The trustees shall receive reasonable compensation for their services, which shall not exceed the sum of twenty-five dollars each, which, with all costs and expenses of constructing said improvement, together with the interest on any bonds issued by the trustees for the same, shall be levied and assessed upon each front foot of the lots and lands abutting on each side of said Williams Avenue between the termini mentioned in section one hereof, and shall be a lien from the date of the assessment upon the respective lots or parcels of lands assessed; said assessment shall be payable in five annual payments, and shall be paid to the township treasurer, and the option of paying his portion of such assessment in full within a period of twenty days from the date of the levy thereof shall be given to each of the property owners, but no notice to the property owners of such option shall be necessary. The township treasurer shall, on or before the second Monday of September, annually, certify all unpaid assessments to the county auditor, and the same shall be placed on the tax list, and shall be, with ten percent penalty to cover interest and cost of collection, collected by the county treasurer in the same manner as other taxes are collected, and when collected he shall pay the same to the township treasurer, and all moneys received by the township treasurer on such assessments shall be applied to the payment of the bonds issued under this act, and for no other purpose, and for the purpose of enforcing the collection of the assessments so certified to him the county treasurer shall have the same power and authority now allowed by law for the collection of state and county taxes.

90 Ohio Local Laws 251.

It further appears from the petition that the township trustees appropriated land for the avenue in the manner provided in the act, and that, for the purpose of raising the money necessary to

Page 475

meet the expense of the [21 S.Ct. 176] appropriation the trustees, on or about September 29, 1894, duly executed and issued, in proper form and in accordance with the terms and provisions of the act, twenty-five bonds of Columbia township of $500 each, five payable respectively in one, two, three, four, and five years each, and one for $432 payable one year from date, all of the above date, and numbered consecutively from one to twenty-six, inclusive, and all payable to the order of the bearer at the office of the treasurer of the county, and bearing interest represented by coupons attached at the rate of six percent per annum, payable semi-annually, on the 29th days of March and September of each year; that, on or about the September, 1894, the bonds were sold by the township to a bona fide purchaser and the highest bidder for $13,325 and accrued interest; that, on or about September 29, 1895, the trustees paid bonds Nos. 1, 2, 3, 4, and 5, then due, each for $500, and No. 26 for $432, and the interest coupons payable on the date last named on the entire issue of the twenty-six bonds, and that, on March 29, 1896, the trustees paid the interest coupons, due on that day, on the twenty bonds remaining unpaid, including bonds numbered 6, 7, 8, 9, and 10.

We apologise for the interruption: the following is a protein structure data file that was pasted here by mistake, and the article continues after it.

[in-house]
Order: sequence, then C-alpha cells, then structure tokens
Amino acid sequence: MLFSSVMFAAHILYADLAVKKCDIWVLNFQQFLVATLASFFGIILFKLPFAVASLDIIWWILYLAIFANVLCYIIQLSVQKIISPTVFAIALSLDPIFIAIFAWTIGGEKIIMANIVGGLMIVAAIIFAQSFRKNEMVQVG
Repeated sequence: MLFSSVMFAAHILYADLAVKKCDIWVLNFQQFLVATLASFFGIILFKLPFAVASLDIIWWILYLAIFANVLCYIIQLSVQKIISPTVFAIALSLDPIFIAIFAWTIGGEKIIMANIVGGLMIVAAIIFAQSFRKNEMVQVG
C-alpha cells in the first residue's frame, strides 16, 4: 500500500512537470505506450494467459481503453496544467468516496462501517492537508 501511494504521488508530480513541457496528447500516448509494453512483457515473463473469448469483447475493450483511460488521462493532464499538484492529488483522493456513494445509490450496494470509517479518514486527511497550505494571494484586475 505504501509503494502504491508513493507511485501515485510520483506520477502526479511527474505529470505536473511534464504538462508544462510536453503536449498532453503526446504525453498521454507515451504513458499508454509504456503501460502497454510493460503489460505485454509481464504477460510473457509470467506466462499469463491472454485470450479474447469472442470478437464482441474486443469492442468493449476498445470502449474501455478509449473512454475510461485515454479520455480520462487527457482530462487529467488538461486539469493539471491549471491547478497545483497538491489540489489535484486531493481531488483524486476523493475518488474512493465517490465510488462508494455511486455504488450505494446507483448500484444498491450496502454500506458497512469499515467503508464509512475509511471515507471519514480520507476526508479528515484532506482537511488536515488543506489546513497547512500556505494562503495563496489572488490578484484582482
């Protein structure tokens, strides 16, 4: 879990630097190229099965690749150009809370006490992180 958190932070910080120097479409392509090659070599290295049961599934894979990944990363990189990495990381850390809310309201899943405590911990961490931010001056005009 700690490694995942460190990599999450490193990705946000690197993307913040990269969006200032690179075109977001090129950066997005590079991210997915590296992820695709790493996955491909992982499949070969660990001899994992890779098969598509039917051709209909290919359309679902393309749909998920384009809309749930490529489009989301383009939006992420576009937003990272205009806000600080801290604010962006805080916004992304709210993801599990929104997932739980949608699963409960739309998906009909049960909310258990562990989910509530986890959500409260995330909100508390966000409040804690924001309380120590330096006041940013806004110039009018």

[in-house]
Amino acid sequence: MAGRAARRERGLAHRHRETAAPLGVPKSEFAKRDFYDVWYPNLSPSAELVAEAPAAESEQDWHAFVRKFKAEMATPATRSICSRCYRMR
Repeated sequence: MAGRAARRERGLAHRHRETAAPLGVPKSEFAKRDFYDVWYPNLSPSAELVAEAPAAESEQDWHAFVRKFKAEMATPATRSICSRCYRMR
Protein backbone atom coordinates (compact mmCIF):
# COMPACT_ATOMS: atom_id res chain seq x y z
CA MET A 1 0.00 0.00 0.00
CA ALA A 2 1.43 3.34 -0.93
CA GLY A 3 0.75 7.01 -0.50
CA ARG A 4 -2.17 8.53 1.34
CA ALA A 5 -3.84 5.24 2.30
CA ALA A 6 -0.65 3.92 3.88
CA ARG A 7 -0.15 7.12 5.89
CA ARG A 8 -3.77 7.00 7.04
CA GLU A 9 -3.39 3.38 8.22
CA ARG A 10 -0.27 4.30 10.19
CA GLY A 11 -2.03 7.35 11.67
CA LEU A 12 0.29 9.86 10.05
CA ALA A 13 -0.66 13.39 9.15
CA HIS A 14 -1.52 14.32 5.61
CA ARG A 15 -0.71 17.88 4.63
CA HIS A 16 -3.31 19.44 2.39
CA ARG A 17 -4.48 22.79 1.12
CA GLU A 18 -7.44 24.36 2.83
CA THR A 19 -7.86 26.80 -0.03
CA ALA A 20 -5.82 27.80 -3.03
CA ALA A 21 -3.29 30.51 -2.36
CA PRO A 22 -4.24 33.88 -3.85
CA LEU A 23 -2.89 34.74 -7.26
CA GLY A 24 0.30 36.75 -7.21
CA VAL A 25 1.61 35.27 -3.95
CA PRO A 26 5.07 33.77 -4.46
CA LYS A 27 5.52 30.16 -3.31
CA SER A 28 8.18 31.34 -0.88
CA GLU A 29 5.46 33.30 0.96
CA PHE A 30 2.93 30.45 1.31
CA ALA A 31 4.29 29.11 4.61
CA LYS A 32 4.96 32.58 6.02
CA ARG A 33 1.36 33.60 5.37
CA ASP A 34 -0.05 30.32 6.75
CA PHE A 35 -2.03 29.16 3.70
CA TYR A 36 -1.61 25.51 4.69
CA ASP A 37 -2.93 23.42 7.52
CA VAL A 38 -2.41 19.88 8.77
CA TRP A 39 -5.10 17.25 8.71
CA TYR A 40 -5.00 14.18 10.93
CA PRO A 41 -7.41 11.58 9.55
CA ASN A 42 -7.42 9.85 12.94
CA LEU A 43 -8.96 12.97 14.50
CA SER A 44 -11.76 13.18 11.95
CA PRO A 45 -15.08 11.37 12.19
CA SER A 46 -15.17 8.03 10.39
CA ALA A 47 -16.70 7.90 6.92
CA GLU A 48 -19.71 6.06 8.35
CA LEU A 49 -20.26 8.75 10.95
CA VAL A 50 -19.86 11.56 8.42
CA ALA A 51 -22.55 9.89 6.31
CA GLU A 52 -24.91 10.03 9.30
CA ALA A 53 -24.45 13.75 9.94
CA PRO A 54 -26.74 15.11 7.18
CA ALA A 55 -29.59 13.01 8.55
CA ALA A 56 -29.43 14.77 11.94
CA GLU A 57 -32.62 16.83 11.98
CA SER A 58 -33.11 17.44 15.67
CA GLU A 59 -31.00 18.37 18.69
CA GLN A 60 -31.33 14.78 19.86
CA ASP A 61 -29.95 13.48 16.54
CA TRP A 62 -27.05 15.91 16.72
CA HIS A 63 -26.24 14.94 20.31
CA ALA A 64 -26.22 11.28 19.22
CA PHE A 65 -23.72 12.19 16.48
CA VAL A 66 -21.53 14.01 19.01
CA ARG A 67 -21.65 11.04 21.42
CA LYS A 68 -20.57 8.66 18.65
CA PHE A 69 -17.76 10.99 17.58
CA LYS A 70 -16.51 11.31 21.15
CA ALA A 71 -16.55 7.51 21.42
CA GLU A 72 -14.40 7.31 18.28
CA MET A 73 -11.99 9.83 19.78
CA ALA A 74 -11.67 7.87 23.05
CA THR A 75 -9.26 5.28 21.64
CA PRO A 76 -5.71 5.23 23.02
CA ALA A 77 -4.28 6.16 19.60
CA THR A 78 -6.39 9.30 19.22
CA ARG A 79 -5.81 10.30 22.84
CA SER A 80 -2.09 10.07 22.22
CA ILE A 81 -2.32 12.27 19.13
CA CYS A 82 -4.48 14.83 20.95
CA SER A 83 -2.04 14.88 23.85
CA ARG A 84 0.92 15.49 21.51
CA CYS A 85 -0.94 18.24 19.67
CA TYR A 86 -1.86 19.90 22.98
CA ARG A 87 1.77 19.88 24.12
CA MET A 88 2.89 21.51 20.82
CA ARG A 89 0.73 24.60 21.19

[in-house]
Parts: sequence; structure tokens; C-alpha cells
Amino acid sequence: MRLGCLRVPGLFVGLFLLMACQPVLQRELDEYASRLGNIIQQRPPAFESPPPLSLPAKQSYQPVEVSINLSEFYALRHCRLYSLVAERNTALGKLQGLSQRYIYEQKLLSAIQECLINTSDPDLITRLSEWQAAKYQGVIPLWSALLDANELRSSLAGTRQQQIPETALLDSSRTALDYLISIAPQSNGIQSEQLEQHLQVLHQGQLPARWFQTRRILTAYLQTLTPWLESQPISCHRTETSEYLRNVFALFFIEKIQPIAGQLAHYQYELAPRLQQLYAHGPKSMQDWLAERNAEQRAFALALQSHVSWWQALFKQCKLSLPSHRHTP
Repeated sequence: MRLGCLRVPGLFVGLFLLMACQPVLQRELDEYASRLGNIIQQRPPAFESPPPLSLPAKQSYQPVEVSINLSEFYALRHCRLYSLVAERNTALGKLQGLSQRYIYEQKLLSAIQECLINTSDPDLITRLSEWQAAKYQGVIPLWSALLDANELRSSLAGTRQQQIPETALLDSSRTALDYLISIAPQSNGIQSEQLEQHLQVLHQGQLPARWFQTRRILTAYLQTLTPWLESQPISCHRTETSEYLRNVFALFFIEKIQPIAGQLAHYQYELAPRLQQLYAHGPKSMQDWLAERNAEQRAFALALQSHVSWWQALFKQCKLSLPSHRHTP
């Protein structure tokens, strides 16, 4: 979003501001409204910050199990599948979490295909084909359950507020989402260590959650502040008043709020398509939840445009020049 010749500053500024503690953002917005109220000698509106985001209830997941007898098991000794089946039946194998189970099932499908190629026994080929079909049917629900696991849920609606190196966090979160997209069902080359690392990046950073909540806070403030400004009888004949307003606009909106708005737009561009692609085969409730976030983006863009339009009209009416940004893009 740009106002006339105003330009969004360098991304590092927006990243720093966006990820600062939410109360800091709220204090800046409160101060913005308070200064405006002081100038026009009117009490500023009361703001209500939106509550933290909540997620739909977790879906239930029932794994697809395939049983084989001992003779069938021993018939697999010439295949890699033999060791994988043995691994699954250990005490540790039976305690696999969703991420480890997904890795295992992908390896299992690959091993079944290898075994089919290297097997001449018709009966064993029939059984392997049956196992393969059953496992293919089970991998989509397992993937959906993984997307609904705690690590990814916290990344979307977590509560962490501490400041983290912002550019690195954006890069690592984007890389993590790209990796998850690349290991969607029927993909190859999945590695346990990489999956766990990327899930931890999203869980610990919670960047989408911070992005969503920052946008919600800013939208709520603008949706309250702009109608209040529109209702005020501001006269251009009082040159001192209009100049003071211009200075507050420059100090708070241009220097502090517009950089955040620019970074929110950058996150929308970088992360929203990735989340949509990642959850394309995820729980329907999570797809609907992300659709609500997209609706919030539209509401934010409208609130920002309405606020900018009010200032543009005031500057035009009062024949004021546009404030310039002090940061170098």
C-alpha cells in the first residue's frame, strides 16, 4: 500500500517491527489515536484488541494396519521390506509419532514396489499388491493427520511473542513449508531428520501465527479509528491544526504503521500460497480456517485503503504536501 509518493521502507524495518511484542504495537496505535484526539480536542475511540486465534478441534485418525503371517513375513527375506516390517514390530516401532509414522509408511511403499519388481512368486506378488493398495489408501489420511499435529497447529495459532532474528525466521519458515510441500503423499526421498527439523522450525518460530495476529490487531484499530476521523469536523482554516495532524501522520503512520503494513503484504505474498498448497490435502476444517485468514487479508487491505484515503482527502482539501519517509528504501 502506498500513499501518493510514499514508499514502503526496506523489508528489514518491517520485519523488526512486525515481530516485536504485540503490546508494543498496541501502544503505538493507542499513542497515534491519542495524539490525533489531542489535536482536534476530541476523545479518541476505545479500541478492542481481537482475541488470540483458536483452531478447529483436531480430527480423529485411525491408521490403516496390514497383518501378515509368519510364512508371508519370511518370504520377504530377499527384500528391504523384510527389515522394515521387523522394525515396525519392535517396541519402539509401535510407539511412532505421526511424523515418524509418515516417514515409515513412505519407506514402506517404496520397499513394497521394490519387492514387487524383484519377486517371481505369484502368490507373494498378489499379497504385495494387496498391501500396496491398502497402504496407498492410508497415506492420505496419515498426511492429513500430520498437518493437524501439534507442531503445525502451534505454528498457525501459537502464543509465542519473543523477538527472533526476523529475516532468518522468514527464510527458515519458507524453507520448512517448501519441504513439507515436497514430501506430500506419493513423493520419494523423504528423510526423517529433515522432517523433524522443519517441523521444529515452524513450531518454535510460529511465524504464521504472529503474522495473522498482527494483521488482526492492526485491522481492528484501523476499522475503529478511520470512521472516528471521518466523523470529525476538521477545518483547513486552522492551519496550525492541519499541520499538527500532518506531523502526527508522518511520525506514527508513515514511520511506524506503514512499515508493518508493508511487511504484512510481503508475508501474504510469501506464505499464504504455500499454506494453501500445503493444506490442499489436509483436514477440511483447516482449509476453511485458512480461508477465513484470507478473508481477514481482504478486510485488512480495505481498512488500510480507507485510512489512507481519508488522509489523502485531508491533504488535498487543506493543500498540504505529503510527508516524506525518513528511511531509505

The petition set out each of the bonds last named, and alleged that the plaintiff was the bona fide owner and holder for value of each of them, and had demanded payment of each in accordance with its terms, but that payment was refused.

The bonds dated September 29, 1894, were signed by the trustees and attested by the seal of the township, and were alike in form. Each recited that it was

one of a series of twenty-five bonds of $500 each, issued by virtue of an act of the General Assembly of the State of Ohio, passed April 27, 1893, authorizing the trustees of Columbia township to levy an assessment on the real estate abutting on the Williams Avenue between Duck Creek Road and Madison Pike, and one bond for $432 for the payment of $12,932, for widening and extending said avenue;

and that,

by virtue of said act, the trustees of Columbia township hereby acknowledge said township indebted to the bearer in the sum of five hundred dollars,

Page 476

which sum they, as trustees, and for their successors in office, promise to pay to the bearer hereof, upon the surrender of this bond at the office of the treasurer of said township, on the 29th day of September, 1896, and also interest thereon at the rate of six percent per annum, payable semi-annually, on the 29th days of March and September of each year, during the continuance of this loan, on presentation to the township treasurer of the respective coupons hereto attached.

A judgment was asked for the amount of bonds 6 to 10 inclusive, with the interest thereon.

The record contains in full the opinion rendered and filed by the court when disposing of the demurrer. 91 F. 37. In that opinion, it is expressly stated that the following points were made in argument in support of the demurrer.


To continue reading